The 6 Things To Etch On The Wall When Running a Business - From Ten Years of Experience

I started Sous Chef in 2012 to celebrate the joy of cooking. I sourced the best ingredients and tableware from around the world, so I could cook with them myself.

In that time we’ve had had tremendous pleasure in sharing those products with our customers and community, and seeing what you do with them too.

It feels like only yesterday that I was packing parcels together with my husband Nick

It feels like only yesterday that I was packing parcels together with my husband Nick (I begged him to join whilst the website was being built), and taking them down to the local post office ourselves.

Yet it has been 10 years! Since starting Sous Chef together together, we have renovated a house and had two children (the second now starting in primary school); I’ve been on TV and met my food heroes (several who are now friends). The business has won awards, and we’ve employed several hundred people. We’ve both learned so much.

There are so many ups and downs, and we’ve seen countless peers cease trading during that decade. 

There are so many ups and downs, and we’ve seen countless peers cease trading during that decade.

Below are a few of things I keep top of mind day-to-day…

Alternatively, if you're just here for cake, here's our ultimate foodie birthday cake recipe! It's a good one.

Happy cooking!

Nicola

Sous Chef CEO & Co-Founder

Picture of Nicola CEO & Co-Founder against a coloured background


1. Relationships are everything

 

When starting a business, my main experience of buying was in chain stores. ‘The customer is always right’ trains us to be demanding – and dare I say it – impolite consumers. Yet the moment I started buying and selling as a business, I realised that many people just want to enjoy their day-to-day – and make sure their teams do too. And so they choose who they work with carefully. Maybe this is specific to artisans, but I doubt it.

At the end of the day, business isn’t just about being nice to customers, it’s 100% about enjoying working with one’s suppliers. And colleagues too!

 

2. Retail is detail

 

This is an often-quoted maxim, to be ignored at one’s peril! We’ve always been obsessed with customer experience and product quality. But there’s so much more to it than that.

Getting the right reports, with only the useful numbers (and nothing else), in front of team members weekly, plus a process to ensure everyone in the business is doing so, is critical. That paired with always tracking actions that come up in meetings is very powerful combination. I will never again arrive to a meeting wondering what was committed to last time…

 

3. Running one’s own business is awesome

 

Sometimes it’s very, very hard. But it is never ever boring. 3,650 days later, every single day I still learn something new. I love reading through customer orders – and recognising the names who come back again and again. I adore hearing how excited people get about their orders and the dishes they cook with them. And it’s truly thrilling to meet so many people who work in food. Plus we have a fabulous team and colleagues.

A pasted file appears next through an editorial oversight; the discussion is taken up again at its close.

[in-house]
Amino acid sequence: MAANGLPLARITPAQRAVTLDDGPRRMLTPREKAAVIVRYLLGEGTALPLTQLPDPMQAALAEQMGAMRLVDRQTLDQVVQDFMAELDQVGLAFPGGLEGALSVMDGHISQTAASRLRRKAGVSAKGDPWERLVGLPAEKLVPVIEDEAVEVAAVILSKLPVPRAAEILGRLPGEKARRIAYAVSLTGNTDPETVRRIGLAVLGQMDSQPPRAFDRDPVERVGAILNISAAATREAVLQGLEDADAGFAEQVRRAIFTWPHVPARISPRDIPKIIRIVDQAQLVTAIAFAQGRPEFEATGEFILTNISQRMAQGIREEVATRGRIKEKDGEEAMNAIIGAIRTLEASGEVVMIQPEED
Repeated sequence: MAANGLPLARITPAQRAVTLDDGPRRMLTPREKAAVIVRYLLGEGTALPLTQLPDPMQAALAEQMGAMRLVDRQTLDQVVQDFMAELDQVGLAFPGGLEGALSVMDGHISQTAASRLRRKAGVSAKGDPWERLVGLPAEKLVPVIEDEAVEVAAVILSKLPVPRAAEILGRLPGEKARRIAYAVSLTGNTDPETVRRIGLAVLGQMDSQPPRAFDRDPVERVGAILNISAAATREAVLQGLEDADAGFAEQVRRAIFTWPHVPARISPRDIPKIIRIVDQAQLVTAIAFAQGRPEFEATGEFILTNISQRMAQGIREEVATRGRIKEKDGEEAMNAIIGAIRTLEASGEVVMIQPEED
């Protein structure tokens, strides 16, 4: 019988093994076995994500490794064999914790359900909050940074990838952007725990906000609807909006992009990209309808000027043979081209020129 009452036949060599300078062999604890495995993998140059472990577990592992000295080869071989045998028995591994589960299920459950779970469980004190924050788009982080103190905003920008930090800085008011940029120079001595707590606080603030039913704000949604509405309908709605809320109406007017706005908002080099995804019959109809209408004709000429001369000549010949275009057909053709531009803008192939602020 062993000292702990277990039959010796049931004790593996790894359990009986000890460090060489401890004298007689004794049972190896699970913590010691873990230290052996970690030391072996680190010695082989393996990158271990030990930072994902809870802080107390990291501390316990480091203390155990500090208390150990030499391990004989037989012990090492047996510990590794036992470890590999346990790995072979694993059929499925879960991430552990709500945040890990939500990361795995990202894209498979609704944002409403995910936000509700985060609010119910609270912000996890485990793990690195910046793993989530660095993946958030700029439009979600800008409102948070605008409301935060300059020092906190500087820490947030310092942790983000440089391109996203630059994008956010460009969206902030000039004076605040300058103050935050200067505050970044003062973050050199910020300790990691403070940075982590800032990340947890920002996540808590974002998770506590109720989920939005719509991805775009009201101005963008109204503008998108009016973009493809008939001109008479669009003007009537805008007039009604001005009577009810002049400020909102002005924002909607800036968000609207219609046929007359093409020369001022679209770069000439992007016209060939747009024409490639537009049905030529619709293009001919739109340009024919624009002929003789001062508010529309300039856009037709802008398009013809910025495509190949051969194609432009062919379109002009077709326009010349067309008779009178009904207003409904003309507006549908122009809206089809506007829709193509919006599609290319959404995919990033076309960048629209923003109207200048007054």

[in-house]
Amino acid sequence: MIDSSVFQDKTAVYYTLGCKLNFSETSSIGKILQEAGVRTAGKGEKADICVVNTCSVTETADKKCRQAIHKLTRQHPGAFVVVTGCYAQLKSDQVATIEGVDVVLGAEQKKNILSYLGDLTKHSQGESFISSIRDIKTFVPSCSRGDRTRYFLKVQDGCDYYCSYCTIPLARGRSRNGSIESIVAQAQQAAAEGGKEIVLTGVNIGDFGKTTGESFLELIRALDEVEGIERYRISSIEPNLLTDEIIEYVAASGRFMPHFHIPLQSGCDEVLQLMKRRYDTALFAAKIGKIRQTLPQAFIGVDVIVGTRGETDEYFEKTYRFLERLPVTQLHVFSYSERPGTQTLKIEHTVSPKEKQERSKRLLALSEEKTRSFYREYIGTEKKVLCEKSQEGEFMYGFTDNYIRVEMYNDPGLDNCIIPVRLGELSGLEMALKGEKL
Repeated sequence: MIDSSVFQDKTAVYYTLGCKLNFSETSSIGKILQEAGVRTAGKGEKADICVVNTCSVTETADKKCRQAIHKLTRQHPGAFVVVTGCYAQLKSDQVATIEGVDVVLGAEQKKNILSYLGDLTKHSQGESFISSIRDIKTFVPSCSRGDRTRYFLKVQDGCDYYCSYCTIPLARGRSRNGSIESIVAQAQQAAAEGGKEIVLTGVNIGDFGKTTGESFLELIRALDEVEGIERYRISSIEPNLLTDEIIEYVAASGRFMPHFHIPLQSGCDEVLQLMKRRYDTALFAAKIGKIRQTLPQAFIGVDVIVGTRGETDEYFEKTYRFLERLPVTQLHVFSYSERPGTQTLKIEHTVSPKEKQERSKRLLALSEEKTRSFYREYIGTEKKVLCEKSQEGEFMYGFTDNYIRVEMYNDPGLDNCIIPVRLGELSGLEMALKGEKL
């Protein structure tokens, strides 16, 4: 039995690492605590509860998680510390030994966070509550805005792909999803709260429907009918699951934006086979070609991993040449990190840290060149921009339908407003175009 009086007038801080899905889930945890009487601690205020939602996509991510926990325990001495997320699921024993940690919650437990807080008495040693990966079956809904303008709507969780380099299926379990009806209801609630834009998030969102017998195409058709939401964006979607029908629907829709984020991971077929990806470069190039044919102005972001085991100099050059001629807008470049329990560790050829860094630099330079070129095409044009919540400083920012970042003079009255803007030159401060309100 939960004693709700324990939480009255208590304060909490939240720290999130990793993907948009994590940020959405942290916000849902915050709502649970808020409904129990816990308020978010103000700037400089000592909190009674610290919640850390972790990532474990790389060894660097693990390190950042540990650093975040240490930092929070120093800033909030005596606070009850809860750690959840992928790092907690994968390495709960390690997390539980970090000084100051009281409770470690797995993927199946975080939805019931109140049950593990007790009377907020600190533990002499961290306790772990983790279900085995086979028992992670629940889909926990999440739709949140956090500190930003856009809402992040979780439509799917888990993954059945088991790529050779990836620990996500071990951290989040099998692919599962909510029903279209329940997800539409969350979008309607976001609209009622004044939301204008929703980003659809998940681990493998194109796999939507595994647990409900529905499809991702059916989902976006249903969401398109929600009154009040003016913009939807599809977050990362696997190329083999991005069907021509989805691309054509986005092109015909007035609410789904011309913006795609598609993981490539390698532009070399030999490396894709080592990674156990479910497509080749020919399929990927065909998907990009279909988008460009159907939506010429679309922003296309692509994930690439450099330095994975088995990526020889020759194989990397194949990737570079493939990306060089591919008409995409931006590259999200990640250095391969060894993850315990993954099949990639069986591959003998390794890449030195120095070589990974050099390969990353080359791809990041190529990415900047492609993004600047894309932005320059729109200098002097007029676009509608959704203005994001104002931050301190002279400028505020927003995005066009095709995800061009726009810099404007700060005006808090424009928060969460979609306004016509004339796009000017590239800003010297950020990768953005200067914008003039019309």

Recently when travelling to Italy for work, I had to step back and remind myself ‘this is my job’. I had been tasting panettone from twenty different producers, after an evening learning to make agnolotti.

I only stay fresh by checking myself to remember what a treat this really is, and how much fun it is to cook and share food together. Even when I’m shortening the bedtime cuddles with my four-year-old to just 30 minutes, and she asks “Why do you have to work Mummy?”

 

4. Never give feedback when feeling fearful

 

Running a business isn’t always plain sailing. When things tough, we look up at a sign on the office wall ‘when it’s scary we’re making progress’.

That is always true, yet it isn’t a great time for giving feedback. Some of my biggest regrets in the last ten years have been how I’ve handled challenging conversations. Learning to check my emotions first, and foremost bringing empathy and support, has made those outcomes consistently better.

 

5. Time not working can be as useful as time at work

 

This is perhaps the hardest thing to remember. When feeling overwhelmed, it’s tempting to keep chipping away at a massive to do list. Yet with the right perspective and free time to reflect, I might cross out half those things to focus only on the most important.

Conversely that time thinking can produce a much longer list – but at least it’s a good one! Then it’s great to start at 6am and just crack on …

 

6. It’s not one order, it’s the next 100 years

 

Working in food, we see the fragility in our food system. Every year we receive letters from olive farmers explaining price increases due to drought. And right now we’re not selling large jars of mustard – there just weren’t enough mustard seeds in the last harvest for production. 

At Sous Chef, we sell long-life ingredients that don’t need refrigeration, and arrive to the UK by boat rather than by air. Combined with locally sourced fresh produce, it’s a fabulous way to enjoy world food, but without a heavy carbon footprint. We were one of the first e-commerce retailers to stop using single-use plastic in our boxes, and we’re constantly reflecting on how we can do more.

That must be front of mind for all of us in business as we look ahead to the next decade.

If you also run your own business, what are the things you remind yourself of day to day? Comment below to let us know!


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